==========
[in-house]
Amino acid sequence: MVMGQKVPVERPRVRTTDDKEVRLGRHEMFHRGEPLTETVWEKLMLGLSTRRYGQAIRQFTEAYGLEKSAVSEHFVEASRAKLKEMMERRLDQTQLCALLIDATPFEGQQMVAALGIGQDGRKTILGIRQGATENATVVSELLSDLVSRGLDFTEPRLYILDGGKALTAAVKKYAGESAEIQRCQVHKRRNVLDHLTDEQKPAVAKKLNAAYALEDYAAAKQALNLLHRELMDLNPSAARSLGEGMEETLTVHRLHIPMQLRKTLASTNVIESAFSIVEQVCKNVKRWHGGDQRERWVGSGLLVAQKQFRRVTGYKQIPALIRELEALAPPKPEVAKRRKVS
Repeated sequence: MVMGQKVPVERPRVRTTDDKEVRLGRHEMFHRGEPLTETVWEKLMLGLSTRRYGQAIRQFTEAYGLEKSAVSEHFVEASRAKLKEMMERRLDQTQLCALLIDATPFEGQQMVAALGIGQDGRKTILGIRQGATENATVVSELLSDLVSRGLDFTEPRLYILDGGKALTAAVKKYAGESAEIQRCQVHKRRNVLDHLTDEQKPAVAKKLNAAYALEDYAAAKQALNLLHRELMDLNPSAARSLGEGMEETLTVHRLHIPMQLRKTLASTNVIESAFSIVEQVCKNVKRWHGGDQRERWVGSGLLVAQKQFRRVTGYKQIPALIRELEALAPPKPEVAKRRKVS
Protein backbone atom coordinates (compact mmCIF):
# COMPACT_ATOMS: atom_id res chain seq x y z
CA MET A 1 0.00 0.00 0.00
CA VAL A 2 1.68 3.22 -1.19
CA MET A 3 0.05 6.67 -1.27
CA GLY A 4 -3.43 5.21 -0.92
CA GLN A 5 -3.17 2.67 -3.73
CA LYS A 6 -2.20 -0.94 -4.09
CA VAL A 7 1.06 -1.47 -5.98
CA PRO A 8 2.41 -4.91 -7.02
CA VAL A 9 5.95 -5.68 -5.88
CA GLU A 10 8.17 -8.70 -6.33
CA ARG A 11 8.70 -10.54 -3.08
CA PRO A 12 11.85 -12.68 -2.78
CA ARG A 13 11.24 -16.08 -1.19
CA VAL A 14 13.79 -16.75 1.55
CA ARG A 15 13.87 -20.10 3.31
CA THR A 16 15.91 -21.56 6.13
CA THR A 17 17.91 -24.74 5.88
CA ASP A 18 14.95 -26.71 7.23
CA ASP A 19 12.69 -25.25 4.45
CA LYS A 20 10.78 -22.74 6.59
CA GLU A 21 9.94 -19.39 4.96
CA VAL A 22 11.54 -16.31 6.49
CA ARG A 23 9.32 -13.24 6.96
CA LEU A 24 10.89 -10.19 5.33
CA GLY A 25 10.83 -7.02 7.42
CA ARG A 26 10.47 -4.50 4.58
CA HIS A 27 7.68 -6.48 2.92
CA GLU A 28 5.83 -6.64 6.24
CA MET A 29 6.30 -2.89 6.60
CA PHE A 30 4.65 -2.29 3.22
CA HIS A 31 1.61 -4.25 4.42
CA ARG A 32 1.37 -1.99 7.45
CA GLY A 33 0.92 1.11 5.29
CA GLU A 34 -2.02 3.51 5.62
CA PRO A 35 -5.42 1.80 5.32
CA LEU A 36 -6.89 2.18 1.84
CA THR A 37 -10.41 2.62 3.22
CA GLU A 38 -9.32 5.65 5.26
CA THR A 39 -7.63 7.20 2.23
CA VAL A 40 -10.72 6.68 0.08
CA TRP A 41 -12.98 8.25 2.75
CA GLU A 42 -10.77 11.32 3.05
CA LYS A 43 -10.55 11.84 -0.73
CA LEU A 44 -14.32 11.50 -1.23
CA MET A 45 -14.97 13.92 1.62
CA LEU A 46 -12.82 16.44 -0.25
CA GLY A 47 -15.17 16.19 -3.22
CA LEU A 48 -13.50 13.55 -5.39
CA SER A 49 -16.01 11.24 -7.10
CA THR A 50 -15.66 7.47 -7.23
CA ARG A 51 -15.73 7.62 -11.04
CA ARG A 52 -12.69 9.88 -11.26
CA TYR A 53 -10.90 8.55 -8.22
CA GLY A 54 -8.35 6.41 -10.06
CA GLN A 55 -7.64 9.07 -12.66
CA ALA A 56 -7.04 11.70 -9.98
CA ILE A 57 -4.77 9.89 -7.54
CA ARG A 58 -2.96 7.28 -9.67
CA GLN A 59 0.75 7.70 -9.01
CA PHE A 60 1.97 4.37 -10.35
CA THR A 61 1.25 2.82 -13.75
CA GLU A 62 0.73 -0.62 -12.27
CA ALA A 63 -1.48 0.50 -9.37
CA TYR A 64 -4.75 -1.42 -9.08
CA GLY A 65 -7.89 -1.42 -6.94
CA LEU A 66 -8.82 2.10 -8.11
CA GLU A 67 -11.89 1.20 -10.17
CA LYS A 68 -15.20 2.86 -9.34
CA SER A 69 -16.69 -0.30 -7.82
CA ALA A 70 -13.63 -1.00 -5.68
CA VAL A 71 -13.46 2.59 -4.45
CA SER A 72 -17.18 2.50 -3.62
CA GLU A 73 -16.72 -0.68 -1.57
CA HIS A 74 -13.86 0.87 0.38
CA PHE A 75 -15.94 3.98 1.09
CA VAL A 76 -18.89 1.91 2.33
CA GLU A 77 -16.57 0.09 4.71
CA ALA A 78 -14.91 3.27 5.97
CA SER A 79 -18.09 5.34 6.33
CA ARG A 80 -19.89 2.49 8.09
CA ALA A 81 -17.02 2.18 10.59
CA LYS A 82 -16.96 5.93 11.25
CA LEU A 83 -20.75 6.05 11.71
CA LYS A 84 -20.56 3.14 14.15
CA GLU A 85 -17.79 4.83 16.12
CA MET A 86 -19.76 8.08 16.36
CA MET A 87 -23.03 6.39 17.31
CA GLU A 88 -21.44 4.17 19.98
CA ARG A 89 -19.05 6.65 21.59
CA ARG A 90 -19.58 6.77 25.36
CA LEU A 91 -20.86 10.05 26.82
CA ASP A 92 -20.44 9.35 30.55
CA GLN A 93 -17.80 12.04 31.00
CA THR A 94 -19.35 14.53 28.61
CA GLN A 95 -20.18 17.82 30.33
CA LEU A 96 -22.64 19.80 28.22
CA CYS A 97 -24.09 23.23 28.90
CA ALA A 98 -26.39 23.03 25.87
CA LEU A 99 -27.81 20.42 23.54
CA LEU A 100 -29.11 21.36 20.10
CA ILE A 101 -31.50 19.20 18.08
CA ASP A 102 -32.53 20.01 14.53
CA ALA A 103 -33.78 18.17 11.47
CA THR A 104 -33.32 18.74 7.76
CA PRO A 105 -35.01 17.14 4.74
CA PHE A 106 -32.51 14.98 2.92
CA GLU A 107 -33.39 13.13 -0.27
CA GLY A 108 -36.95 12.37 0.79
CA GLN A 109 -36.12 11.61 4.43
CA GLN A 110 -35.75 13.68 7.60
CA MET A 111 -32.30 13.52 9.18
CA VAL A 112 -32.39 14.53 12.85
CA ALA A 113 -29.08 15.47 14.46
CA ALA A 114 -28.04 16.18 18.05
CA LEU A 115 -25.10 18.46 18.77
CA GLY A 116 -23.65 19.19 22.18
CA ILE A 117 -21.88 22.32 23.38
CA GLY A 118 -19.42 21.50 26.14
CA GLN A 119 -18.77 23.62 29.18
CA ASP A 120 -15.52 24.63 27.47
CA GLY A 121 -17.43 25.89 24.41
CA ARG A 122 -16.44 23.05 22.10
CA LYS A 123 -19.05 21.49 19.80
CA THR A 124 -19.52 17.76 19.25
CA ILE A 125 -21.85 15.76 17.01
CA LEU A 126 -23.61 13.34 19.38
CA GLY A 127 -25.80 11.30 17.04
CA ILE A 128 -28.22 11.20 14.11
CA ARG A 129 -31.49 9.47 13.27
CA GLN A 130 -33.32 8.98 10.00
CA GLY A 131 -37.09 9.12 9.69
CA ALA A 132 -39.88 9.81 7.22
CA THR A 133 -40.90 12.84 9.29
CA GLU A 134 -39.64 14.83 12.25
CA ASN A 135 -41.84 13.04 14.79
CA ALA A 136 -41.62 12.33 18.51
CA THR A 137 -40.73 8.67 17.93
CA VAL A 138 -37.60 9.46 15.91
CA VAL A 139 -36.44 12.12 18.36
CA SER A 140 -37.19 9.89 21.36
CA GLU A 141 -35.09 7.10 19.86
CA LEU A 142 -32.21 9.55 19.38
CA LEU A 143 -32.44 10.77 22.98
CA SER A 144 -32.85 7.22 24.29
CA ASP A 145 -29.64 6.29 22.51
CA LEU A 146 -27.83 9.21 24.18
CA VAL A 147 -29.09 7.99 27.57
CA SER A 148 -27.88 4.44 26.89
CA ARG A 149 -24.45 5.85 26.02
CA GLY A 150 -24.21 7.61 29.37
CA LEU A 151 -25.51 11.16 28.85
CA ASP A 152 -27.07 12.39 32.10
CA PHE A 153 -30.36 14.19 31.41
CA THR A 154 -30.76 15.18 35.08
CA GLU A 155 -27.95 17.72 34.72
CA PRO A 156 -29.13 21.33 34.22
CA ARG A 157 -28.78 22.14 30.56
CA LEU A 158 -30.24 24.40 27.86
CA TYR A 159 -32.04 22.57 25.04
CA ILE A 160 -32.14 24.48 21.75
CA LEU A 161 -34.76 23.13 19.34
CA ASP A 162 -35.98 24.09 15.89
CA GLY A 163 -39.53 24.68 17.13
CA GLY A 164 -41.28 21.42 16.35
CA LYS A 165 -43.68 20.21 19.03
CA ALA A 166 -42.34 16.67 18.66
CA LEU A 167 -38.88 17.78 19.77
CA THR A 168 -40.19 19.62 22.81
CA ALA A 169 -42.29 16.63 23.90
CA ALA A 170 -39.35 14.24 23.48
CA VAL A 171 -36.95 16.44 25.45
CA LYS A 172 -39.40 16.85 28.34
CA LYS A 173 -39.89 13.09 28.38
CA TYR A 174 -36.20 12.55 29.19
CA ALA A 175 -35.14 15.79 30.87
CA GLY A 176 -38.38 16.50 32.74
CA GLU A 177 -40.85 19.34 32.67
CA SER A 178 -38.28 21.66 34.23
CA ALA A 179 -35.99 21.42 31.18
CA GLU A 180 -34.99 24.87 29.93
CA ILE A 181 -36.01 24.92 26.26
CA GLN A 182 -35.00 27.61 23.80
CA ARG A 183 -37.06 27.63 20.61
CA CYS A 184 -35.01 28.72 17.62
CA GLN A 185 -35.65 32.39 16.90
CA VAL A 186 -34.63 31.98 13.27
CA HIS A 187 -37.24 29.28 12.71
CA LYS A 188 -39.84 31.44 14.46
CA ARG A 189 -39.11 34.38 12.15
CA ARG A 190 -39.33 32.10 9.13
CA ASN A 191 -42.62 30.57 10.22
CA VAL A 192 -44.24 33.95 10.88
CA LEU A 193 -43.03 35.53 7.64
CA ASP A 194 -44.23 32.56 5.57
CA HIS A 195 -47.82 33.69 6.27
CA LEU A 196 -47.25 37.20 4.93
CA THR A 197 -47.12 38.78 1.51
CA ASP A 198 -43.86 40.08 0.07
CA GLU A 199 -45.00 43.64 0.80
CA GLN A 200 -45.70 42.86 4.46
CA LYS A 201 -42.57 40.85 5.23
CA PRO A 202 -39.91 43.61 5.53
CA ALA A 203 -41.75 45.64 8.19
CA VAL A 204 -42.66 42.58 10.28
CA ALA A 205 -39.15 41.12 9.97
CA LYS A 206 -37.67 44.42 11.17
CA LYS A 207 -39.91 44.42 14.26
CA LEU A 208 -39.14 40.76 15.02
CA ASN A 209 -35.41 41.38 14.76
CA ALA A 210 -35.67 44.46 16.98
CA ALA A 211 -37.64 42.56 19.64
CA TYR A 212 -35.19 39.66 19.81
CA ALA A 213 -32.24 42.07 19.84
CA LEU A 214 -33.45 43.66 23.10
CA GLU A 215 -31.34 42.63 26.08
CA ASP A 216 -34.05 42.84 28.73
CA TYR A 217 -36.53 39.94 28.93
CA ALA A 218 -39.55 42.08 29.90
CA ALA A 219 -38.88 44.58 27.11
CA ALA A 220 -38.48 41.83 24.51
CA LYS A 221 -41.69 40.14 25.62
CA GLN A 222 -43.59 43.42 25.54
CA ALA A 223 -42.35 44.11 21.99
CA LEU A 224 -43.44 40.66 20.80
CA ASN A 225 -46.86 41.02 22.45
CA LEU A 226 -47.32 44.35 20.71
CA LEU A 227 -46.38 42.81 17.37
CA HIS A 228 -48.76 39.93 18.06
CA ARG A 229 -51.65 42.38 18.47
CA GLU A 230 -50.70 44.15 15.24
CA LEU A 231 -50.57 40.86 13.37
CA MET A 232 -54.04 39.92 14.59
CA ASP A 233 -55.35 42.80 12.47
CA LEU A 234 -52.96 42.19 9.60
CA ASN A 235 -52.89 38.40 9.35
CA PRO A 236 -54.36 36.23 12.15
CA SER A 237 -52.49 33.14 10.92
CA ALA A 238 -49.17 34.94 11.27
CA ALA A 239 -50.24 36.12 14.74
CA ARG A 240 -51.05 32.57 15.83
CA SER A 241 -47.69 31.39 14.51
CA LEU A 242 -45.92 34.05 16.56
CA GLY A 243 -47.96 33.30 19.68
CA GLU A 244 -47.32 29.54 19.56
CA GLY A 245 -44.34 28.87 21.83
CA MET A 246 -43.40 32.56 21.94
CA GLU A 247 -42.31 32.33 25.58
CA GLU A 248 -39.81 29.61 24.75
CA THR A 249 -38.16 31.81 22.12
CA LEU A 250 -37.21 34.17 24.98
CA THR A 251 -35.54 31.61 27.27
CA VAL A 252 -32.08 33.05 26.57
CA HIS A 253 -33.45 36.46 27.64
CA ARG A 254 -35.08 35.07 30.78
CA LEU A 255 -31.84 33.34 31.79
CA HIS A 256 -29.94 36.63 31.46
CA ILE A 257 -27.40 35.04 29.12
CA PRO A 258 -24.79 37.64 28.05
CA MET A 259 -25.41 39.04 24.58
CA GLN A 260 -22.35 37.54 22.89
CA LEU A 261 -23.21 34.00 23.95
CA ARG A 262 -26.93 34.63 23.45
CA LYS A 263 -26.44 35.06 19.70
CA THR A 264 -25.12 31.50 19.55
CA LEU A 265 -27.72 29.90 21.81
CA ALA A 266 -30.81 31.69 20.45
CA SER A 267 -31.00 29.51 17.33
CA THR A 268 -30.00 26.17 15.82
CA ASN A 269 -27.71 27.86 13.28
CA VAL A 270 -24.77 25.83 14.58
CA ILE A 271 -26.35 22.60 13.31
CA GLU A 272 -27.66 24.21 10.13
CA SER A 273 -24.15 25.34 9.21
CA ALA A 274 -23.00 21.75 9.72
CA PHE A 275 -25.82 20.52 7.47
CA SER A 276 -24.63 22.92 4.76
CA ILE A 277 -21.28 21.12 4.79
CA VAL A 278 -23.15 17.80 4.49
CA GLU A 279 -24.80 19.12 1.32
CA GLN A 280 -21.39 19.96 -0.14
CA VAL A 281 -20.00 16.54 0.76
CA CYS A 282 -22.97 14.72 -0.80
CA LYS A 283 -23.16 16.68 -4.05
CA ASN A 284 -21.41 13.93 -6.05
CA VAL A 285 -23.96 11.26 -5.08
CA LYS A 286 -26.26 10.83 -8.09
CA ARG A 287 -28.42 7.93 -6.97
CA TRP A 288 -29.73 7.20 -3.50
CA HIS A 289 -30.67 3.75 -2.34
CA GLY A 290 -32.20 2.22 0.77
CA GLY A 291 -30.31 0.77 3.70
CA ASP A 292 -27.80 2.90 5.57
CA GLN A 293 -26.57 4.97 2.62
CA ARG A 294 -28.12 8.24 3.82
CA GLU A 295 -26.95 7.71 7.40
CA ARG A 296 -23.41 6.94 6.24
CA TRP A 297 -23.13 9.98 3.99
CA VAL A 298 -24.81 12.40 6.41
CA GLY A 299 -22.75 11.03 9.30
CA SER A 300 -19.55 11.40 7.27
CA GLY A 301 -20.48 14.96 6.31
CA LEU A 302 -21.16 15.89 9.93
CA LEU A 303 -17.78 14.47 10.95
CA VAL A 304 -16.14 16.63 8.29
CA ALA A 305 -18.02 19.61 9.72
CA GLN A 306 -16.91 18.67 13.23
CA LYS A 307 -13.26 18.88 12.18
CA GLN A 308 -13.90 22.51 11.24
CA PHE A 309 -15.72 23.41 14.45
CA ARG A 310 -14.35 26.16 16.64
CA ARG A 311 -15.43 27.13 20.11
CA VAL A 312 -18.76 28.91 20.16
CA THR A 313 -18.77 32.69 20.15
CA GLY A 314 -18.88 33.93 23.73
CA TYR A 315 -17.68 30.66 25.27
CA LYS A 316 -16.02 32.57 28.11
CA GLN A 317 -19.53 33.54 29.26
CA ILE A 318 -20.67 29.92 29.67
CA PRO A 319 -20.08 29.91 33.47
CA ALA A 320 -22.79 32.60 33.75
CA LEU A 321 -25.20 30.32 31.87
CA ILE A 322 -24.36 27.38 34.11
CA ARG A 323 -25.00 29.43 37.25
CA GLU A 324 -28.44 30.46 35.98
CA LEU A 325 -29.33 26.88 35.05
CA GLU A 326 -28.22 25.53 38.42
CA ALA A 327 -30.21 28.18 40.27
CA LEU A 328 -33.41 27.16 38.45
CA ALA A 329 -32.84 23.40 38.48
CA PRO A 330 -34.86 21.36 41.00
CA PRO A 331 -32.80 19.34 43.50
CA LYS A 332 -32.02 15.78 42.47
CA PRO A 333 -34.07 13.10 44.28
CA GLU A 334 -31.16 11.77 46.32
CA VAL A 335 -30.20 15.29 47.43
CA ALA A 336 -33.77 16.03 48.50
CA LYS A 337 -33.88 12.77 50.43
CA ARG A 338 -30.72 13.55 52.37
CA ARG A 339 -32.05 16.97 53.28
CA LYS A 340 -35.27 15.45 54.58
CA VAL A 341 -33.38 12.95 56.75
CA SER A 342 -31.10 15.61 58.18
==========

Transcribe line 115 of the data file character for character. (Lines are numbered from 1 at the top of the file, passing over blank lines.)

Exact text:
CA GLN A 110 -35.75 13.68 7.60